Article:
Sesserae is devoted solely to the work of Dennis Nona and features over 60 works from 1991 – 2005.
Dennis was born on Badu (Mulgrave Island) where he learned traditional wood carving. His exploration and skill in the medium of linocut prints subsequently developed a contemporary visual expression for a unique tradition of Torres Strait Islander culture, defining the means to retell the great stories of the Torres Strait Islanders.
The centrepiece of the exhibition Sesserae relates the epic ancestral story of a willy-wagtail bird on Badu Island, a narrative that goes to the heart of the importance of story-telling as a way of cultural survival. The story reveals rich and intricate details of community, social and cultural significance, including the application and transfer of knowledge about constellations, weather patterns and animal behaviours, to food sourcing and preparation, and application of customary laws.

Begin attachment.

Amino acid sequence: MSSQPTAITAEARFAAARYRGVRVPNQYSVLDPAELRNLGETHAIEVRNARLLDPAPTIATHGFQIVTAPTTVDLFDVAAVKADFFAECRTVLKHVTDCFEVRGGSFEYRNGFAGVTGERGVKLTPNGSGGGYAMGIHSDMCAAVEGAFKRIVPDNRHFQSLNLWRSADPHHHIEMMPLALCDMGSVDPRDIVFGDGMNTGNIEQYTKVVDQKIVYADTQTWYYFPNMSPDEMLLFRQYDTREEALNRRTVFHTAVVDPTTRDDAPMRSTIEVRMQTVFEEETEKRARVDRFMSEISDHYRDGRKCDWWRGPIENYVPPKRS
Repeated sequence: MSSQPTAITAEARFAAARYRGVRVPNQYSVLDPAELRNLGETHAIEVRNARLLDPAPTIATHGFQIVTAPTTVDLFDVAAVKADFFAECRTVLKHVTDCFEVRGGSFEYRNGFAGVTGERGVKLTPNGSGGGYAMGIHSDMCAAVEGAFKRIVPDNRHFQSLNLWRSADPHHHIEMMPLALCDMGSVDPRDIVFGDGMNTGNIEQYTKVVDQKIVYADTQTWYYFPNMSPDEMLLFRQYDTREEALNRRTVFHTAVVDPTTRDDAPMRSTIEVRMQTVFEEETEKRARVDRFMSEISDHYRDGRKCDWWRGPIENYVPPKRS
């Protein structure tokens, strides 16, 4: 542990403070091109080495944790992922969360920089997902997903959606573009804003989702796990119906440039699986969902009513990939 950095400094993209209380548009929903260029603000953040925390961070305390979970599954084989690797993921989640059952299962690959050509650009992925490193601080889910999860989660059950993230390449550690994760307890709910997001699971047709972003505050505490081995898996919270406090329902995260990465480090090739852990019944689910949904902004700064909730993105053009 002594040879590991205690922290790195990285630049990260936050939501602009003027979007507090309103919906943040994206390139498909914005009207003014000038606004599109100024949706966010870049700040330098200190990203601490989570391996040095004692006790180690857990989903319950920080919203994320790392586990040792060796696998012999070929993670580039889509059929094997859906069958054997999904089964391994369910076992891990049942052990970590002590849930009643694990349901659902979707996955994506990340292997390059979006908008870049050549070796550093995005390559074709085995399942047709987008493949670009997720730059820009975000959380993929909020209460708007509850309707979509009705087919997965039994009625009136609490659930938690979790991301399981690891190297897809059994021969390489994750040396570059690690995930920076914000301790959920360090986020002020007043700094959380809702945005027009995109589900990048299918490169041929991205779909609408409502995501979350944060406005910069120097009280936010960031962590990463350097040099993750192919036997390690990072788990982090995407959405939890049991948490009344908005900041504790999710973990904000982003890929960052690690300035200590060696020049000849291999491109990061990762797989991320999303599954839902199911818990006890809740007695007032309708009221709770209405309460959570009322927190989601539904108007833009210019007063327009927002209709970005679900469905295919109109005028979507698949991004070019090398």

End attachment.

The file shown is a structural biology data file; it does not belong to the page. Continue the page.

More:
Dennis has become an important ambassador for contemporary art of the Torres Strait Islands, and his work is beginning to attract international attention. He is now regarded as among the highest exponents of linocut printmaking in Australia.
Sesserae is organised by Dell Gallery, Griffith University. Support for the exhibition and publication project gratefully acknowledged from Queensland Indigenous Arts Marketing and Export Agency [QIAMEA]. Generous support also received from Torres Strait Regional Authority and Badu Island Council and from the Australian Art Print Network, Sydney. The project is greatly indebted to assistance from John Graham, Helena Gulash, Avril Quaill, Vic McGrath, Solomon Ahmat, Toshi Kris, Peo Ahmat, Leilani Bin Juda, Dr Bruno David, Mike and Di Kershaw, Kerry Williams, Adrian Newstead, Theo Tremblay, Erik Roberts, Dennis and Bethyl.